Banburyshire village volunteer group to provide Harry Potter protective masks for children's ward at Horton Hospital
Patients and staff at the children's ward at Horton General Hospital will soon have Harry Potter protective masks to wear.
Kay Stevens, Shelly Newman and Louise Young are among the volunteers from the Middleton Cheney-based group called 'MC All Stitched Up' who recently received some Harry Potter fabric purchased from Aldi to use to make protective masks.
Volunteers from the group plan to make between 120 and 180 masks from the Harry Potter material.
Kay said: "Hopefully it'll be ready for this weekend. It's all about the childrden being empowered and protected. Hopefully they'll feel that way with these masks."
Kay explained the masks will have filters sewn into them too.
She added: "I have some unicorn fabric too, and in legend unicorns are healers. Hopefully it will help them feel a little better about what they're going through."
People from the Banbury area village have come together to form several support groups during the coronavirus pandemic, which include 'MC Virtual Celebrations' along with the aforementioned 'MC All Stitched Up'.
Kay and her friend, Ceri Vessey Wilding, started the group, 'MC Virtual Celebrations', as a way of helping make sure people in the village still had a way of celebrating their birthdays.
The group has organised local birthday celebrations for two 80 year olds, a 75-year-old and several children. The group now organises three to four birthday celebrations a week all at a safe distance following government guidelines.
Then the group of volunteers heard about a need for scrub bags.
During the lockdown the group 'MC All Stitched Up' has made and distributed more than 2,000 scrub bags for NHS staff at the Horton General Hospital, the John Radcliffe Hospital and several area care homes too.
Members of the group have also made around 400 headbands and 600 masks for the NHS.
The sewing effort by the volunteers has led to a transformation of the village memorial hall into a factory for making scrubs.
Kay said: "It looks like an explosion of factory. We've made and delivered 300 scrubs so far."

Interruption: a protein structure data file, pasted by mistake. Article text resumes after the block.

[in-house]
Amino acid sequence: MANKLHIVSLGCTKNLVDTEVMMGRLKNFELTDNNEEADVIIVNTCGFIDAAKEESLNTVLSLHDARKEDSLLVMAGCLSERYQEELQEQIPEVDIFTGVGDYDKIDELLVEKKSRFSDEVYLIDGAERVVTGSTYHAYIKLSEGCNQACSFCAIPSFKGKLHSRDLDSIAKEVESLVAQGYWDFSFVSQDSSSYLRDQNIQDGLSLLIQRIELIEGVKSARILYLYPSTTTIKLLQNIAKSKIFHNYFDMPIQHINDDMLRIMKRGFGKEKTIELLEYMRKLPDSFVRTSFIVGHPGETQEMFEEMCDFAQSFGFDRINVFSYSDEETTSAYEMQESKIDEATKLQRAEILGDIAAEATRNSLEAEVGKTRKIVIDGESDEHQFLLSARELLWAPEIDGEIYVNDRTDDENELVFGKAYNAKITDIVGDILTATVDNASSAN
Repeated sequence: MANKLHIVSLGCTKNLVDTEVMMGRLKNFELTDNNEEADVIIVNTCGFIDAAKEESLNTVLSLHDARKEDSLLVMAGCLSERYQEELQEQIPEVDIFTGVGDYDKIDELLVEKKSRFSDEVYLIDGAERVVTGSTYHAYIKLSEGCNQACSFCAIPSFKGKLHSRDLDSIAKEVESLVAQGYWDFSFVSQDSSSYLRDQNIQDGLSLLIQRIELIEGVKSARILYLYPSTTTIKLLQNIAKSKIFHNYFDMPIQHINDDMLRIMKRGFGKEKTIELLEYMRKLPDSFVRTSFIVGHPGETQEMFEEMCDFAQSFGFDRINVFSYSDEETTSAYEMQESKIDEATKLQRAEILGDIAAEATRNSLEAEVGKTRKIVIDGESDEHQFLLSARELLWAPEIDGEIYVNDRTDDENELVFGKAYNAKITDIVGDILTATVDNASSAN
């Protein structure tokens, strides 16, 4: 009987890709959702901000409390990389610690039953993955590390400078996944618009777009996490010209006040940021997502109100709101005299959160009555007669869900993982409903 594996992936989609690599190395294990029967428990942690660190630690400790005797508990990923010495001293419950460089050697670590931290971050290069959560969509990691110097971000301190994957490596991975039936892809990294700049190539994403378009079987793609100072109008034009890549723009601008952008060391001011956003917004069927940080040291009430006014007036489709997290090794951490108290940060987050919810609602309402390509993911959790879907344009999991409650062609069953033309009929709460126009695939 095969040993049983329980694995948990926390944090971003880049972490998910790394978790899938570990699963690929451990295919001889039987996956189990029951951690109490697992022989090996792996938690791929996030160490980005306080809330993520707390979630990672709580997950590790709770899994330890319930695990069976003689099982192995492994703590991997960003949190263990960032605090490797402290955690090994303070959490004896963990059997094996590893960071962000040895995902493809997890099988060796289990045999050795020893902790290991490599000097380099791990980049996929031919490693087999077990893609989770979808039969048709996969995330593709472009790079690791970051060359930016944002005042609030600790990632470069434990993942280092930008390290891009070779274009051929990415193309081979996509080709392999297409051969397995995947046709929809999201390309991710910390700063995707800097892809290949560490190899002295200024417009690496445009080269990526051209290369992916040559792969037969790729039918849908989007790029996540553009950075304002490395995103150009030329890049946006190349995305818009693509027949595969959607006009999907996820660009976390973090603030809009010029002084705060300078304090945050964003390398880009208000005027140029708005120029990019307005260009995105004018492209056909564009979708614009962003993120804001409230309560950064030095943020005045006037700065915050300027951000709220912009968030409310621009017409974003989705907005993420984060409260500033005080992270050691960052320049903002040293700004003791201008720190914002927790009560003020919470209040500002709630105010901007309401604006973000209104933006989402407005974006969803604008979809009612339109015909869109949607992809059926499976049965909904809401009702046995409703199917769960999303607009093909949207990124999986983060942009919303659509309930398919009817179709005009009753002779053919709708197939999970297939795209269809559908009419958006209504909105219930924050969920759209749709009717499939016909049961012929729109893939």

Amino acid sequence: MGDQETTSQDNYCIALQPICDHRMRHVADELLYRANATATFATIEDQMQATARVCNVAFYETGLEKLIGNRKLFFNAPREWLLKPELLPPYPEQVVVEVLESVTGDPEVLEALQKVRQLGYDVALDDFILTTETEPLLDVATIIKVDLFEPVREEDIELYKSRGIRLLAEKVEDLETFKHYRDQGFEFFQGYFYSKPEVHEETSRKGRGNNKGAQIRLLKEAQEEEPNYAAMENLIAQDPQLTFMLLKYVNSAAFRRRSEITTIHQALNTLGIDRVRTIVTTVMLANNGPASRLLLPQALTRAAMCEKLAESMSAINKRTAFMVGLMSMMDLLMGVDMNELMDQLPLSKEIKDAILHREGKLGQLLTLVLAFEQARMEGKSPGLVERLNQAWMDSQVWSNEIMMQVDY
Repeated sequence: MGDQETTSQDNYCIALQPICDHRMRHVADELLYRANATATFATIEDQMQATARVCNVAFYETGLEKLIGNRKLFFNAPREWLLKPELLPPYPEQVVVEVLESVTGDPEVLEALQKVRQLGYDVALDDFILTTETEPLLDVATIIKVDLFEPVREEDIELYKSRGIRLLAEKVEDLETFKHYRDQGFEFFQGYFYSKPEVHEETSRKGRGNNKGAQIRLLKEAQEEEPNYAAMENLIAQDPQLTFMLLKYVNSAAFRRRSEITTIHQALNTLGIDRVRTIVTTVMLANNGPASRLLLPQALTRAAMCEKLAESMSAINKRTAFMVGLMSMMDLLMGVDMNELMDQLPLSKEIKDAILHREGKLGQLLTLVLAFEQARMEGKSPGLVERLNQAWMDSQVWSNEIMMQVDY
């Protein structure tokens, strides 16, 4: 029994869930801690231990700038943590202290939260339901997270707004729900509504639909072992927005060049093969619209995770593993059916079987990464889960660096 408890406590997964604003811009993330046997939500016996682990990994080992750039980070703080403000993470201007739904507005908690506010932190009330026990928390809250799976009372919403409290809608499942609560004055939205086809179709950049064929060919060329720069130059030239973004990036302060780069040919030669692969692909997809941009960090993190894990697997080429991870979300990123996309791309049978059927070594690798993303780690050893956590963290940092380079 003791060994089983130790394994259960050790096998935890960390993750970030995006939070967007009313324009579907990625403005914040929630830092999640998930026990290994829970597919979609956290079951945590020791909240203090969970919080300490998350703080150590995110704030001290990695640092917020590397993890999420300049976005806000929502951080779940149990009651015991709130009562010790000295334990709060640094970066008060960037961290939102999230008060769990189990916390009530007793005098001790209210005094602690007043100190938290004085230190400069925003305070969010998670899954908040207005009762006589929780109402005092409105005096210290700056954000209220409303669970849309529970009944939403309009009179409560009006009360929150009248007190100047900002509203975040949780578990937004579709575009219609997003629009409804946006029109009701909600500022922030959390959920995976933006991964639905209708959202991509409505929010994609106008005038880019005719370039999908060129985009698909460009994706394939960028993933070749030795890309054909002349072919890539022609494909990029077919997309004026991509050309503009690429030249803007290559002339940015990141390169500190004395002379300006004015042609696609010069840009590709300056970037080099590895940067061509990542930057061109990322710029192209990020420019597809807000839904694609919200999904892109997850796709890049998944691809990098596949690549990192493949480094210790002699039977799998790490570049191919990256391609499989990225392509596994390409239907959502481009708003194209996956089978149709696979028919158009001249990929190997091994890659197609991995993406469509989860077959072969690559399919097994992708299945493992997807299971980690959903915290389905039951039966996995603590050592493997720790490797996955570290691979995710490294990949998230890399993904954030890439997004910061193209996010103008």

The group includes more than 90 people who volunteer their time sewing. There are around 30 women in the 'Scrubbers' group, another 30 in the 'Bag ladies' group and another 30 in the 'Masketeers' group.
They also have around a dozen volunteers who wash and iron because they cannot sew, but want to help.
Many of the volunteers work 12-14 hour days organising materials and sewing.
Kay added: "We've got quite a strict quarantine and sanitising regime. It's a huge effort.
"We've got an 83-year-old who's come out of retirement and dusted off her sewing machine.
"It's really grown. We've now got people from Woodford Halse, Bicester, Brackley and a lady in Stratford sends things to us in the post."
The local church in Middleton Cheney, All Saints, two local pubs, The New Inn and The Dolphin along with the Uppercut Hair Studio all made financial contributions to the sewing group's campaign to help the NHS.
Kay added: "We're not just covering our local area. We're now sewing scrubs for the NHS in Manchester and Birmingham too."
The Middleton Cheney volunteers also organised and delivered 240 cream teas to vulnerable in the community as part of the VE Day celebrations.
Kay said: "People are being so kind to each other. We just hope it carries on after the lockdown."
Before lockdown worked as a self-employed cleaner.
Kay said: "The fact that I couldn't work I thought I could do something small to help.
"I think maybe one thing the virus has taught us is it's sort of given us permission to be nice to each other."
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